Wilhelm Pieck

Wilhelm Pieck
State President of
the German Democratic Republic
(East Germany)
In office
11 October 1949  7 September 1960
Preceded by

Karl Dönitz (Third Reich)

Allied military occupation 1945-1949
Succeeded by State Council of the German Democratic Republic
(Effectively by Walter Ulbricht as its chairman)
Personal details
Born Friedrich Wilhelm Reinhold Pieck
(1876-01-03)3 January 1876
Guben, German Empire
Died 7 September 1960(1960-09-07) (aged 84)
East Berlin, East Germany
Nationality German
Political party SPD (1895–1918)
KPD (1918–1946)
SED (1946–1960)

Friedrich Wilhelm Reinhold Pieck (German pronunciation: [ˈvɪlhɛlm ˈpiːk]; 3 January 1876 7 September 1960) was a German politician and a Communist. In 1949, he became the first President of the German Democratic Republic, an office abolished upon his death.[1] His successor as head of state was Walter Ulbricht, who served as chairman of the Council of State.


Pieck was born the son of a coachman in the eastern part of Guben, Germany,[2] which is now Gubin, Poland. While he initially trained to become a carpenter, a combination of world events, determined ideology, and political ambition led Pieck to a life of political activism.

As a carpenter, in 1894 Pieck joined the wood-workers' federation, which steered him towards joining the Social Democratic Party of Germany (SPD) the following year.[2] Pieck became the chairman of the party urban district in 1899, and in 1906 became full-time secretary of the SPD. As Bremen Party secretary in 1916, Pieck had asked Anton Pannekoek to continue teaching socialist theory in the party school.[3] Although the majority of the SPD supported the German government in World War I, Pieck was a member of the party's left wing, which opposed the war. Pieck's openness in doing so led to his arrest and detention in a military prison. After being released, Pieck briefly lived in exile in Amsterdam.[2] Upon his return to Berlin in 1918, Pieck joined the newly founded Communist Party of Germany (KPD). On January 16, 1919 Pieck, along with Rosa Luxemburg and Karl Liebknecht were arrested, Liebknecht and Luxemburg were then murdered while "being taken to prison" by a unit of Freikorps.[4] While the two were being murdered, Pieck managed to escape. In 1922, he became a founding member of the International Red Aid, serving first on the executive committee. In May 1925, he became the chairman of the Rote Hilfe.[2]

Following the Nazi Party's takeover in 1933, Pieck went into exile again, first in France, then in Moscow in 1935.[2] In Moscow, Pieck served the Communist Party in a variety of capacities. From 1935 until 1943, he held the position of Secretary of the Communist International. In 1943 Pieck was among the founders of the National Committee for a Free Germany (NKFD). The NKFD planned for the future of Germany after World War II. At the conclusion of the war in 1945 Pieck returned to Germany with the victorious Red Army.[5] A year later, he helped engineer the merger of the eastern branches of the KPD and SPD into the Socialist Unity Party of Germany. He was elected as the merged party's co-chairman, alongside former SPD leader Otto Grotewohl.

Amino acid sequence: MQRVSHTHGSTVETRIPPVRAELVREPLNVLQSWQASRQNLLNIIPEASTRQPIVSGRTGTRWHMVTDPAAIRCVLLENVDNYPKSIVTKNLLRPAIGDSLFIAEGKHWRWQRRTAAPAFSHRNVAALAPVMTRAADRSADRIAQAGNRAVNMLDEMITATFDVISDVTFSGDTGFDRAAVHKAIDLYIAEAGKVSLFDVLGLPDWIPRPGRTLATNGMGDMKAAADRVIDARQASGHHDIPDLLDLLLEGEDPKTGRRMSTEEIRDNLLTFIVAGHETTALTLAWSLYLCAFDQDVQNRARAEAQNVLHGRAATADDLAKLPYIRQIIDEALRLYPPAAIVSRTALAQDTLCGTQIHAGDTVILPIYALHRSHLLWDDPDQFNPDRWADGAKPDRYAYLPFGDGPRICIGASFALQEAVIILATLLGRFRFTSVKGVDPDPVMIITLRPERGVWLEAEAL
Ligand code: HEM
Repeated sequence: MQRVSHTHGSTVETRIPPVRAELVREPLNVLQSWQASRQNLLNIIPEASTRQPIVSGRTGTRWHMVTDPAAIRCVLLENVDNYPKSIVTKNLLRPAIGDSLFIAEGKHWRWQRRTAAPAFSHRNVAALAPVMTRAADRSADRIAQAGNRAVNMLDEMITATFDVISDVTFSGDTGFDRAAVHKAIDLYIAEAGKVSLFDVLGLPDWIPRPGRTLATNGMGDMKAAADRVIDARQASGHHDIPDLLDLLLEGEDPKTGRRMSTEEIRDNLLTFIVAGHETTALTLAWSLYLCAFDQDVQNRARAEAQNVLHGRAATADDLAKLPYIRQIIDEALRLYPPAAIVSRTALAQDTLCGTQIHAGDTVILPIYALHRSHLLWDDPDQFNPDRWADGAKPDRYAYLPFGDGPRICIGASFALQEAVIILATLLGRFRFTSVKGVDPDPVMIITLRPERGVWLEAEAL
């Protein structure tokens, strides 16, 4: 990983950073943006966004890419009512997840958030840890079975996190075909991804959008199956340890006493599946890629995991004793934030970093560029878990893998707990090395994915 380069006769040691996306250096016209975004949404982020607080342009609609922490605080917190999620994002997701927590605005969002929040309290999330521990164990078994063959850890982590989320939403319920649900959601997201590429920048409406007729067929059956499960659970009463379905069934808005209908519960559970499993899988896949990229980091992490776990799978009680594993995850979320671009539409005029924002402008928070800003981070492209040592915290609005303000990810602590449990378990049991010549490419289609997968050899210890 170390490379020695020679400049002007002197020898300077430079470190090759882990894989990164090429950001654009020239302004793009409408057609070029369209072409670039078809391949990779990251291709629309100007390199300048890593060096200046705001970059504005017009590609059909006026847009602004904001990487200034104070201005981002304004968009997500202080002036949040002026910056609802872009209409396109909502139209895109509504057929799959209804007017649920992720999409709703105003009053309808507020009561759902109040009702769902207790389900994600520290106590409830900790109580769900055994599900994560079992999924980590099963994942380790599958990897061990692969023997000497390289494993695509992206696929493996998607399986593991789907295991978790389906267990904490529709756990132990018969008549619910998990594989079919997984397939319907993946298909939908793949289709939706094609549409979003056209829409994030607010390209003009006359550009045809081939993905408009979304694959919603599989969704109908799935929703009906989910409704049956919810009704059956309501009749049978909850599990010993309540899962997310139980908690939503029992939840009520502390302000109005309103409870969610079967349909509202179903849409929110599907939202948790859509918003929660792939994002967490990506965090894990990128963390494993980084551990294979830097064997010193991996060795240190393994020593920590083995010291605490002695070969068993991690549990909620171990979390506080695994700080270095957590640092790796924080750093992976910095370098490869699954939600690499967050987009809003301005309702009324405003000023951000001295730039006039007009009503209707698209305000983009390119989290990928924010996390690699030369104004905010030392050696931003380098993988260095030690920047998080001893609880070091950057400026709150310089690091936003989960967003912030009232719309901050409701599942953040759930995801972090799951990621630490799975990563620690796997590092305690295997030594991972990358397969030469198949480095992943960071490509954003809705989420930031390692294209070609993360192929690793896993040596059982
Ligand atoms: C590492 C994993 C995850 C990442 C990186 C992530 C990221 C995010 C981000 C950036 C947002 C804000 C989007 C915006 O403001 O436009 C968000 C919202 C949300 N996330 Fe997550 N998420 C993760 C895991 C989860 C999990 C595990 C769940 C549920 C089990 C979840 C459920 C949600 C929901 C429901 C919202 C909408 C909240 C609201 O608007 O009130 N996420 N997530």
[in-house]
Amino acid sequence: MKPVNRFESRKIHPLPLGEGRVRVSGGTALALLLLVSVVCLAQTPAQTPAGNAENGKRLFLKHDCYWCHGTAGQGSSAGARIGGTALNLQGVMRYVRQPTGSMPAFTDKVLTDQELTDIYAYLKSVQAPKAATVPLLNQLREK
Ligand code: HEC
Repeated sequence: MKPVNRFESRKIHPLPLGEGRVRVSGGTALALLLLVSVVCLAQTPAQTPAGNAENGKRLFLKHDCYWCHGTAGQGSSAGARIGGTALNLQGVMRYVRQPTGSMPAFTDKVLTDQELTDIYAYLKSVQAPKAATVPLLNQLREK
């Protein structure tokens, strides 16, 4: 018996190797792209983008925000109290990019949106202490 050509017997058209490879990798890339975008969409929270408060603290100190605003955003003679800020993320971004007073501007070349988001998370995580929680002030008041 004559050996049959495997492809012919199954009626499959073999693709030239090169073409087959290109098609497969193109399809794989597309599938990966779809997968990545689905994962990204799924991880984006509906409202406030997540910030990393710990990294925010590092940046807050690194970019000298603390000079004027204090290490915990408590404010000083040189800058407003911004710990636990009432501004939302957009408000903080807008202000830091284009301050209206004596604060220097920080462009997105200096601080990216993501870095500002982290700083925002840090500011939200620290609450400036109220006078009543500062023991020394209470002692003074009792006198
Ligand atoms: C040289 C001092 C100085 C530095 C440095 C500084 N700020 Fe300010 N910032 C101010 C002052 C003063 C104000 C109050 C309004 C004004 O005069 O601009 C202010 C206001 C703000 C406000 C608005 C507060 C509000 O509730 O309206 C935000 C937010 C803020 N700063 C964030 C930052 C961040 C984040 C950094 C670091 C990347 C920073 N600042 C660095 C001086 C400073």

In 1949 Pieck was elected president of the GDR.[2] He served as the only president of the GDR until his death in 1960.[6] He lost the chairmanship of the SED in 1950, when Walter Ulbricht became the party's first secretary. Nonetheless, due to Joseph Stalin's trust in him, he retained his other posts.[5]

Pieck lived at Majakowskiring 29, Pankow, East Berlin. His daughter Elly Winter (1898–1987) held various posts in the SED and East German government. His son Arthur Pieck (1899-1970) served as head of the East-German national airline Interflug from 1955-1965, after having held various administrative posts in East Germany, for instance at the German Economic Commission.


  1. Rolf Badstübner and Wilfried Loth (eds) Wilhelm Pieck - Aufzeichnungen zur Deutschlandpolitik 1945-1953, Berlin: Wiley-VCH, 1994
  2. 1 2 3 4 5 6 Wilhelm Pieck timeline Retrieved June 10, 2010 (German)
  3. Bourrinet, Philippe. The Dutch and German Communist Left (1900–68). p. 55.
  4. Wolfe, Bertram D. in introduction to"The Russian Revolution" Luxemburg p. 18 1967.
  5. 1 2 Eric D. Weitz, Creating German Communism, 1890-1990: From Popular Protests to Socialist State. Princeton, NJ: Princeton University Press, 1997
  6. David Priestand, Red Flag: A History of Communism," New York: Grove Press, 2009
Political offices
Preceded by
Karl Dönitz
(as President of the German Reich)
State President of the
German Democratic Republic

Succeeded by
Walter Ulbricht (as Chairman of the Council of State)
Party political offices
Preceded by
Post created
Co-chairman of the Socialist Unity Party of Germany (with Otto Grotewohl)
Succeeded by
Walter Ulbricht (as First Secretary)
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